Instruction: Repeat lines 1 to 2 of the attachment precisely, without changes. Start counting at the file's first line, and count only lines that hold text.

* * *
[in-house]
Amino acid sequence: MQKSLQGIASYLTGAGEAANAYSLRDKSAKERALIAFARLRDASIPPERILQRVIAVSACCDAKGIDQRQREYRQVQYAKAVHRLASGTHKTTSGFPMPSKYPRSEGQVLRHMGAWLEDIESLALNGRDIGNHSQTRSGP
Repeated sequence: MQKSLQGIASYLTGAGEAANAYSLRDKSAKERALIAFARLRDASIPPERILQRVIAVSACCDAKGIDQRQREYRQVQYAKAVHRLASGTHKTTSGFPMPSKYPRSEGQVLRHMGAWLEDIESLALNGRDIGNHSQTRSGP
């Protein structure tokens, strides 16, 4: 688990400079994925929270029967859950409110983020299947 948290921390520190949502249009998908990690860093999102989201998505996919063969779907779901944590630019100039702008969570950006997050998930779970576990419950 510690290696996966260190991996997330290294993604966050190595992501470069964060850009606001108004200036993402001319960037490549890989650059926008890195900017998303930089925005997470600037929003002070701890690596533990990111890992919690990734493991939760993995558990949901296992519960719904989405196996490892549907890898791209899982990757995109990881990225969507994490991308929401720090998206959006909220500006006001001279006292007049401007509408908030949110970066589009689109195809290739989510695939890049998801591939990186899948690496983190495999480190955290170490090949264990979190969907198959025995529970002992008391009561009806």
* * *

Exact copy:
[in-house]
Amino acid sequence: MQKSLQGIASYLTGAGEAANAYSLRDKSAKERALIAFARLRDASIPPERILQRVIAVSACCDAKGIDQRQREYRQVQYAKAVHRLASGTHKTTSGFPMPSKYPRSEGQVLRHMGAWLEDIESLALNGRDIGNHSQTRSGP